© 2024 Maine Public | Registered 501(c)(3) EIN: 22-3171529
Play Live Radio
Next Up:
0:00 0:00
Available On Air Stations
Scroll down to see all available streams.

Maine Groups Unite To Fight Childhood Poverty, 'An Issue That Concerns All Of Us'

Willis Ryder Arnold
Maine Public
A child plays at the Parkside Neighbood Center in Portland Tuesday.

Several Maine groups are uniting to try to reduce childhood poverty in the state - and reduce it dramatically.  Maine Equal Justice, Maine Community Foundation and the Maine State Chamber of Commerce are launching an initiative they say aims to cut childhood poverty in Maine by 50 percent.To reach that goal, the Invest in Tomorrow initiative calls for addressing issues of hunger, health care, transportation, education and child care.  The program, organizers say, is intended to simultaneously help children and address the state's future workforce concerns.

"So we know that when kids are struggling with hunger, when they don't have stable housing, that the likelihood that they're going to struggle later in life is increased,” said Robin Merrill of Maine Equal Justice at a press event Tuesday in Portland.

The initiative comes after a series of community forums held throughout the state, surveys of social service providers and Maine residents, and individual interviews - a deliberate strategy, group members say, to cast a wide net for input. Merrill said childhood poverty is a nonpartisan issue, with many perspectives.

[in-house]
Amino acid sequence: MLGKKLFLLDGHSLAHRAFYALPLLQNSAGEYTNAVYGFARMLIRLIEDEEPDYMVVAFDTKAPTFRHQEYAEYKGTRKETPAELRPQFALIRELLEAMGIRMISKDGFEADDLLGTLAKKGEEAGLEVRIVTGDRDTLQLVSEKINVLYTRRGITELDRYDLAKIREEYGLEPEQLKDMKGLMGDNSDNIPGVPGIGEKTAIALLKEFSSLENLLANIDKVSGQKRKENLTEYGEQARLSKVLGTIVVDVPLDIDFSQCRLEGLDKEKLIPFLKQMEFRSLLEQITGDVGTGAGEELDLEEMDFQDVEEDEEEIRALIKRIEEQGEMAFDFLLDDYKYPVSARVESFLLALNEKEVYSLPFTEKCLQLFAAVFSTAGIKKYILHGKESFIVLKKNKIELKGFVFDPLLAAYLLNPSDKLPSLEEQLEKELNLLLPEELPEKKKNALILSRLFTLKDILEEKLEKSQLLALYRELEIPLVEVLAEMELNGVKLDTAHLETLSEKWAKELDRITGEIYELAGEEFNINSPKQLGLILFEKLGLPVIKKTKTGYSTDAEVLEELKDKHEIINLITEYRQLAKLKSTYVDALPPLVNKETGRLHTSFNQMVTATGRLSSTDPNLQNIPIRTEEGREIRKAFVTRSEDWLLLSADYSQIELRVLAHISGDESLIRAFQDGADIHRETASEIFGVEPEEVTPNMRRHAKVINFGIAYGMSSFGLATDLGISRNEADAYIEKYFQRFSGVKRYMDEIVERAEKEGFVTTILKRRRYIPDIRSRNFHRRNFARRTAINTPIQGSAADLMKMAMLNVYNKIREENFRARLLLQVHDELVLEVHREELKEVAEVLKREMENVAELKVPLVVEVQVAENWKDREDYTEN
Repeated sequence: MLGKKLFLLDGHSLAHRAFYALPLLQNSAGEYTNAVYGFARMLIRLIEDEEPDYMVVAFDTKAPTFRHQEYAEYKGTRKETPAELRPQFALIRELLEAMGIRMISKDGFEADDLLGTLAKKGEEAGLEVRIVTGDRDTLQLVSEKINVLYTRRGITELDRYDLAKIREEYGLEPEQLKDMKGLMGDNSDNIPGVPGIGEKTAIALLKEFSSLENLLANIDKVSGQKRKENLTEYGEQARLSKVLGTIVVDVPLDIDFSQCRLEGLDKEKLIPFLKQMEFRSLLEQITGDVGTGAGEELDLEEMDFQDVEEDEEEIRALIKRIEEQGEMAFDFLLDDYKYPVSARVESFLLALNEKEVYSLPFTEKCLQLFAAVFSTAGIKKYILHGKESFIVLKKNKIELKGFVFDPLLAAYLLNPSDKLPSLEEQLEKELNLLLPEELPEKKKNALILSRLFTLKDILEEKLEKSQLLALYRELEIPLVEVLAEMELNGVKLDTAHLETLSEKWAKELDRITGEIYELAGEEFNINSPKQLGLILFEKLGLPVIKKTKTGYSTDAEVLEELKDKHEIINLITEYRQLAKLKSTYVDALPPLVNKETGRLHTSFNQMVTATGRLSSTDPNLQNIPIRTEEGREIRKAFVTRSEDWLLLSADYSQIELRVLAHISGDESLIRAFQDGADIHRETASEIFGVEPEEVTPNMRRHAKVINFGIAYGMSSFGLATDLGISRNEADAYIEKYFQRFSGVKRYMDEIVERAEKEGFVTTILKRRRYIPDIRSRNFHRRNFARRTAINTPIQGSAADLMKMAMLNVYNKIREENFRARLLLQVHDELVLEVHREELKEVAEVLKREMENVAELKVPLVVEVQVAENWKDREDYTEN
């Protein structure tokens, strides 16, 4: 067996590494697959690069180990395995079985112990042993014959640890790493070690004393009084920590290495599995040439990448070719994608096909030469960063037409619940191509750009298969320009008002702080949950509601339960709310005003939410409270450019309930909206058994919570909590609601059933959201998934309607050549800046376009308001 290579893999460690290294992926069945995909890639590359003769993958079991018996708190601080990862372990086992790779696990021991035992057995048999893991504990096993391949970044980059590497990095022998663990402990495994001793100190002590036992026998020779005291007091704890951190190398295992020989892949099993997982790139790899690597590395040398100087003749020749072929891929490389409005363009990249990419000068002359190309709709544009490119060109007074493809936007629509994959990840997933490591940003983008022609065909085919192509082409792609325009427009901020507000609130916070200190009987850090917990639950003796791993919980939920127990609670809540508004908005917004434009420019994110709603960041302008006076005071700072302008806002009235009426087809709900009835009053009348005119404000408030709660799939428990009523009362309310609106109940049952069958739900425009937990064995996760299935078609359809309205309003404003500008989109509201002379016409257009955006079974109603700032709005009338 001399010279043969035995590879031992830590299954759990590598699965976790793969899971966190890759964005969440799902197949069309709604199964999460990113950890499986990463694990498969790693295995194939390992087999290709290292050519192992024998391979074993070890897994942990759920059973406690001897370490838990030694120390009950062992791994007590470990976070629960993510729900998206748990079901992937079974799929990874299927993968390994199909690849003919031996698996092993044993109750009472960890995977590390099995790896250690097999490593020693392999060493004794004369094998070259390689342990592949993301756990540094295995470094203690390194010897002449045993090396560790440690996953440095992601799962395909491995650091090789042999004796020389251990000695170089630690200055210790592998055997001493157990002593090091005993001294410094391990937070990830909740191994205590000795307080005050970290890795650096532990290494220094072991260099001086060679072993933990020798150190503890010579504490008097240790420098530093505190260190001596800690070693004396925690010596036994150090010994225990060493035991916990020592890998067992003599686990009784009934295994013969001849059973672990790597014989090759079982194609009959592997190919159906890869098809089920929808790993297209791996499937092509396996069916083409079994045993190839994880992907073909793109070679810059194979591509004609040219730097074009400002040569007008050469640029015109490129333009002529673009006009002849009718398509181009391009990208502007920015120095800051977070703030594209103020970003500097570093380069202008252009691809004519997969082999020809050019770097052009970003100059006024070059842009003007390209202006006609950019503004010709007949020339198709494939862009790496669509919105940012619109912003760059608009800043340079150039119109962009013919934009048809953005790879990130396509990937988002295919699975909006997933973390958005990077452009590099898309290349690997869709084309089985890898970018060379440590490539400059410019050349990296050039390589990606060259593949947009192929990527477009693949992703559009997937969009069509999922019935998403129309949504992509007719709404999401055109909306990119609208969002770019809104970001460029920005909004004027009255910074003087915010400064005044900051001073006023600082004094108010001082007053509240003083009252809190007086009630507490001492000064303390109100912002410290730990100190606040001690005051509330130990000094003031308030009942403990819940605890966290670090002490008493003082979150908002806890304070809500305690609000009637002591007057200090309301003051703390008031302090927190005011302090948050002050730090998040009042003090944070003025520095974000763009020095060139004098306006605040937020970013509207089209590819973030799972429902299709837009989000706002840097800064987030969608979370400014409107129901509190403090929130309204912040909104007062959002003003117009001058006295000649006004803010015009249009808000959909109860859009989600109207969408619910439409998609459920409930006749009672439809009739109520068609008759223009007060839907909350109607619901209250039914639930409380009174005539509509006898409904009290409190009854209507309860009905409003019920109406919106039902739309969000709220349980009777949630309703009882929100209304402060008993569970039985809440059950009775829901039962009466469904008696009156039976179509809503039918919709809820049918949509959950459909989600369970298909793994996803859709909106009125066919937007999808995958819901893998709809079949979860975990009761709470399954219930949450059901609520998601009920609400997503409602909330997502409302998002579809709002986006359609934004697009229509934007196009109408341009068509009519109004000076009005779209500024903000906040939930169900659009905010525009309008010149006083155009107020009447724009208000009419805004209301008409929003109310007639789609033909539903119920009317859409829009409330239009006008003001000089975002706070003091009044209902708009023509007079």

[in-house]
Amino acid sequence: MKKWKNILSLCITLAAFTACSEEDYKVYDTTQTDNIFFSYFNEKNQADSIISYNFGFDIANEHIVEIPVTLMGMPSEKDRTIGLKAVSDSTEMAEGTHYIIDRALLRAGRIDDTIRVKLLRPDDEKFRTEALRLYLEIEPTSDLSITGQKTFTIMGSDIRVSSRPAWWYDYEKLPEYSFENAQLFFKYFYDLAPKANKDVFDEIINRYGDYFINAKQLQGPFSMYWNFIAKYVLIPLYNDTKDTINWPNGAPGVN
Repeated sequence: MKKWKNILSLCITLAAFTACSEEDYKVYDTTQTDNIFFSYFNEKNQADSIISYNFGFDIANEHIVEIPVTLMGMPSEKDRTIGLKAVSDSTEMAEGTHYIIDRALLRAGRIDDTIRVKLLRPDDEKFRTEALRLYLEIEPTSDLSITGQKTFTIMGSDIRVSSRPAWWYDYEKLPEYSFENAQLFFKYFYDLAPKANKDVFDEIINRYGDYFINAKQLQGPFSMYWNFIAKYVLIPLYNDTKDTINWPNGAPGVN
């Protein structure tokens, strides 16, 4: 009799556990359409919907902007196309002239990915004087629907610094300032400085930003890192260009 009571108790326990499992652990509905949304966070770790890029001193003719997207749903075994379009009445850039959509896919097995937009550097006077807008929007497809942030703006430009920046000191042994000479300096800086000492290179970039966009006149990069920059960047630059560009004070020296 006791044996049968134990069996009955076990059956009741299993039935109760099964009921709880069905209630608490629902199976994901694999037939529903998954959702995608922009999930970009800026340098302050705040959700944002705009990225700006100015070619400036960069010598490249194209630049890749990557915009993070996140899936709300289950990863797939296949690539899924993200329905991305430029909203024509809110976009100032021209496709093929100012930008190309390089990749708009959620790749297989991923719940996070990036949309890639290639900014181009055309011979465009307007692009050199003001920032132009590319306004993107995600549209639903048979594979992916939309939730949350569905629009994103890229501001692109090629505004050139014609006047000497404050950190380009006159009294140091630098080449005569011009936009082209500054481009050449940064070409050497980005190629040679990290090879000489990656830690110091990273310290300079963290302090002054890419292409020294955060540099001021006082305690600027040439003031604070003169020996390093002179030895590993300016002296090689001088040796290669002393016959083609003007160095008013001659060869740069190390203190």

Dana Connors, president and CEO of the Maine State Chamber of Commerce, said he’s happy the organization can play a part in addressing an issue that not only affects Maine children currently, but will likely affect how those children participate in the economy in a decade or two. 

“Childhood poverty is an issue that concerns all of us," Connors said. "It's an issue that we cannot afford to turn our back on or ignore."

The initiative is broad and aims to address the fact that childhood poverty affects a range of experiences.  One in five Maine children lives in a home that is food insecure, for instance. Both Merrill and Connors say addressing that issue is one of their chief concerns for 2019.

They intend to pursue federally-funded lunch programs as a means to improve food security for some children throughout the summer months.

They will also seek to increase education options for parents, address the “benefits cliff” some experience while moving off public assistance, and improve aspects of state support systems.

On its website, the group has included a dashboard to maintain transparency and track its accomplishments and goals.

Originally published Dec. 12, 2018 at 1:27 p.m. ET.